See, the Lord God comes with might,
and his arm rules for him;
his reward is with him,
and his recompense before him.
He will feed his flock like a shepherd;
he will gather the lambs in his arms,
and carry them in his bosom,
and gently lead the mother sheep.
I recently saw a segment of 60 Minutes that introduced a man who rescued lions. He had once been part of the trade in illegal lions in Africa, making cute little lion cubs available to wealthy collectors. Once the lions grew to adulthood, however, the buyers want to get rid of them. The man saw these adult lions being put down, since they were unable to fend for themselves in the wild, and he was moved to begin a sanctuary for the lions The episode showed him wrestling and rolling in the dirt with the lions, playing with them apparently fearlessly. These animals that had the ability to tear him apart were gentle and fun-loving around him.
God comes to us with might, like a regal lion, able to tear apart his enemies to protect his own flock. It’s no accident C.S. Lewis used the lion Aslan to represent God in the Narnia books. And yet, this same mighty God gathers the lambs in his arms, carries them tenderly and gently leads the sheep. In the 60 Minutes episode, the reporting correspondent stayed at a distance from the animals, and even the lion owner admitted that he had to remain attentive to the mood of the animals, recognizing that both the power and the gentleness are part of the lion’s potential. In the same way, our God both has the power to overcome sin and death, and also the tender love of a parent for their child.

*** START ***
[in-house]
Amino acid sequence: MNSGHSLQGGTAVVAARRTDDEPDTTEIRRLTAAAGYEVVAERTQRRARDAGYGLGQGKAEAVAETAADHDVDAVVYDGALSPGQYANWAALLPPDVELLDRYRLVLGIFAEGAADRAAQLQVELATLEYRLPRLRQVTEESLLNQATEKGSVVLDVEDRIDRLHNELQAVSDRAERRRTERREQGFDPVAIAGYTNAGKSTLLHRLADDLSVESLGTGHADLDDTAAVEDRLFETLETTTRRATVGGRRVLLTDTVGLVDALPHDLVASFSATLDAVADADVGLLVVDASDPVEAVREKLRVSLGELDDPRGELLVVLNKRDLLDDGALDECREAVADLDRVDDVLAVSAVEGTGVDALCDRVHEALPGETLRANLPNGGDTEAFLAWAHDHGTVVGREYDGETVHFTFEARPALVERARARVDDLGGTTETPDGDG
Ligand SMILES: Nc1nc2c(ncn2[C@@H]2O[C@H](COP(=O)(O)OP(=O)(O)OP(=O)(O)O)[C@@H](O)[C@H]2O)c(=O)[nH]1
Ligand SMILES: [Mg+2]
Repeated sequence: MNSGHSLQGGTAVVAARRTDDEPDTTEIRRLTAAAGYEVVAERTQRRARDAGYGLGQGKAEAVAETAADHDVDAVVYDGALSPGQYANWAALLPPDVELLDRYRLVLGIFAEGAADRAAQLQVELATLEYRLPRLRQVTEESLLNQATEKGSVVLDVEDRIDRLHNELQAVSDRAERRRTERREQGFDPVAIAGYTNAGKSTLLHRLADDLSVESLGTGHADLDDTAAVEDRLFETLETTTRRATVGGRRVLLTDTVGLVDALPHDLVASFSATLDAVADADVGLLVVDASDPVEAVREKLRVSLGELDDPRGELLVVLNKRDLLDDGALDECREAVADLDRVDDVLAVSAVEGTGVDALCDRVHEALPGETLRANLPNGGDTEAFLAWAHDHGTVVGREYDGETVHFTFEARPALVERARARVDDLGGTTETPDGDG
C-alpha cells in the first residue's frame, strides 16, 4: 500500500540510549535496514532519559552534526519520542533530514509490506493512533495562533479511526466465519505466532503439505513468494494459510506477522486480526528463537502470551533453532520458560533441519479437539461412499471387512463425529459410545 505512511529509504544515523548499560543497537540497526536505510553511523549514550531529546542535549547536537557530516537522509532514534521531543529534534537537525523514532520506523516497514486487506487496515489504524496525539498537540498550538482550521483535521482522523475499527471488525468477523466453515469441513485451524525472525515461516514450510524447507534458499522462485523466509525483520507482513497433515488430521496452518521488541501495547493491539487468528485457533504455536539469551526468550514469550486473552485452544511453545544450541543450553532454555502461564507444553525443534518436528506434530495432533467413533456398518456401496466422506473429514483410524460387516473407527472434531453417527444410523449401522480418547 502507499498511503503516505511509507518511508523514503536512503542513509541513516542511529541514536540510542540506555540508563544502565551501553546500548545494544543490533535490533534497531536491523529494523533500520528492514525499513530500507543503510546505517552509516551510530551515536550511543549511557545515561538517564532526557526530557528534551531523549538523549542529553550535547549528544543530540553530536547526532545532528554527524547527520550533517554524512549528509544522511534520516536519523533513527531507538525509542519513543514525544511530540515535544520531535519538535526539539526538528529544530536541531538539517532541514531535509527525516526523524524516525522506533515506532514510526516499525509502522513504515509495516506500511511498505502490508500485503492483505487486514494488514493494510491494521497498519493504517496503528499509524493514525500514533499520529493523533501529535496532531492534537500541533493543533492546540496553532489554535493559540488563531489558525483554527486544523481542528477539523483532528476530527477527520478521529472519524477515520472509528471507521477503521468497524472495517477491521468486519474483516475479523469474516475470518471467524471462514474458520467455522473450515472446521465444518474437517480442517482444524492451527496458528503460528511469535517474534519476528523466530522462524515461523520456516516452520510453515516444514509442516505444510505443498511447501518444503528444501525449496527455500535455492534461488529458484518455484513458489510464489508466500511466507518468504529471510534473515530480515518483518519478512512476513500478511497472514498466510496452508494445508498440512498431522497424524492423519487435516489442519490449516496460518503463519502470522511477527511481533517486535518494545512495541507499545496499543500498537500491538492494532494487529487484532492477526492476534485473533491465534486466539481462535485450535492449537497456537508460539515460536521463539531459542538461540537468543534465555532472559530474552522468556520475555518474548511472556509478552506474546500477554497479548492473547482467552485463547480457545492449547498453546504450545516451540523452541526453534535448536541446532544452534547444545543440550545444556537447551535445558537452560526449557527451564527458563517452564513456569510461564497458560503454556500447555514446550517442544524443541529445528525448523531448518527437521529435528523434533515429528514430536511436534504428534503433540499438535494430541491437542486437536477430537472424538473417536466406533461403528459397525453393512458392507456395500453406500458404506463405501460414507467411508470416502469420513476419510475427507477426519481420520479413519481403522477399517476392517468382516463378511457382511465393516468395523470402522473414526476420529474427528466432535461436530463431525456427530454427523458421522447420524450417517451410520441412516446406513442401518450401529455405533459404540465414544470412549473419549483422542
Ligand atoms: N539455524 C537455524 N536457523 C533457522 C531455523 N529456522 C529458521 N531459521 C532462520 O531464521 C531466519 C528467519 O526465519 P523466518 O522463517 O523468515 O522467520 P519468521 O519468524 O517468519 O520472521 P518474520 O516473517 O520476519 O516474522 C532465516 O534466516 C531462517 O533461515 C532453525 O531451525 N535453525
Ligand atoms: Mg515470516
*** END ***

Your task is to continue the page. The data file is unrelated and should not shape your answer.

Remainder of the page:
As we approach the celebration of Christmas, let us remember that the tiny baby in the manger, the cute little child that Mary and Joseph held in their arms, is also the God of the universe, the Word through whom all things came into being. We must be careful not to reduce our understanding of God to just the image of chubby baby cheeks and tiny fingers. God comes both in might and tenderness, with power and love. This is the wonder of our God.
Prayer: O Lord, our God, in tenderness and love you came to us, a child laid in a manger, a man who would give his life for us. But that tenderness was combined with a power beyond imagining, the power to defeat sin and death. Help me this day to remember that you are a God of of both power and love, of might and tenderness. Let me honor you in my life as you alone deserve, not just at Christmastime, but every day. Amen.